Rising flood waters forced Ebro resident Sam Simmons to reach his houseboat by boat Sunday. Spilling well over its banks, the Chockatawhatchee River completely surrounded his other means of transportation.
"Sunday morning woke up and the parking lot was completely under water. Truck was sitting out in the river," Simmons told NewsChannel 7's Bryan Anderson.
The situation was just as serious over the weekend in Caryville. Ginny Lewis showed NewsChannel 7 a picture of water washing over the Caryville Bridge.
"It was pretty bad," Lewis said.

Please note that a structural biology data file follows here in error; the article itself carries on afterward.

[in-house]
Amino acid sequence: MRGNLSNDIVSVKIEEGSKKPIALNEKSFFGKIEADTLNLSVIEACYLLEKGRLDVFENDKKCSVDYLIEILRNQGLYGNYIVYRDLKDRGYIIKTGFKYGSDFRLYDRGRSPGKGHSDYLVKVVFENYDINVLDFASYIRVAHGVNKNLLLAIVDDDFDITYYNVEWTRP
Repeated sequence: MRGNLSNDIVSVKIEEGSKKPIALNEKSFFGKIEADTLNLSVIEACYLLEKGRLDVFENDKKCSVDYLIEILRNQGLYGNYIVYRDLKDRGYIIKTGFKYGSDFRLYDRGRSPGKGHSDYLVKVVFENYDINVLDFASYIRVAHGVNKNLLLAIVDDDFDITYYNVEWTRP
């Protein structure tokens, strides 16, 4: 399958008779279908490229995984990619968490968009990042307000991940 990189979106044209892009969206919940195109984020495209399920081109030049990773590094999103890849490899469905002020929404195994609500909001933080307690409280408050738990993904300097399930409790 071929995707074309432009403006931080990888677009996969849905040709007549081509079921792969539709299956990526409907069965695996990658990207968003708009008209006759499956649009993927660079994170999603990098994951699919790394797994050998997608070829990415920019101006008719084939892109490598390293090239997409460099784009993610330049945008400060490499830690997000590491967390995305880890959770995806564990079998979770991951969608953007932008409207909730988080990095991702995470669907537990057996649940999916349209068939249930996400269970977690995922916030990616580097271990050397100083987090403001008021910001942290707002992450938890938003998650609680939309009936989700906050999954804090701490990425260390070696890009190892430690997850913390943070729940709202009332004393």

Heavy rains to our north last week are to blame for the extremely high waters. The Chocktawhatchee was expected to crest Sunday at 15-16 feet, bringing it nervously close to major flood stage.
This isn't the first time the river has flooded, and it's not been the worst. But even with the threat of rising waters, most residents along the Chockatwhatchee don't seem concerned enough to leave, understanding it's what comes with the territory.
"Everybody knows to get their stuff out if they want it," said Simmons.
"So this is something that you guys prepare for and that you understand is a part of living near water?" Anderson asked Simmons.
"Yes, part of it,"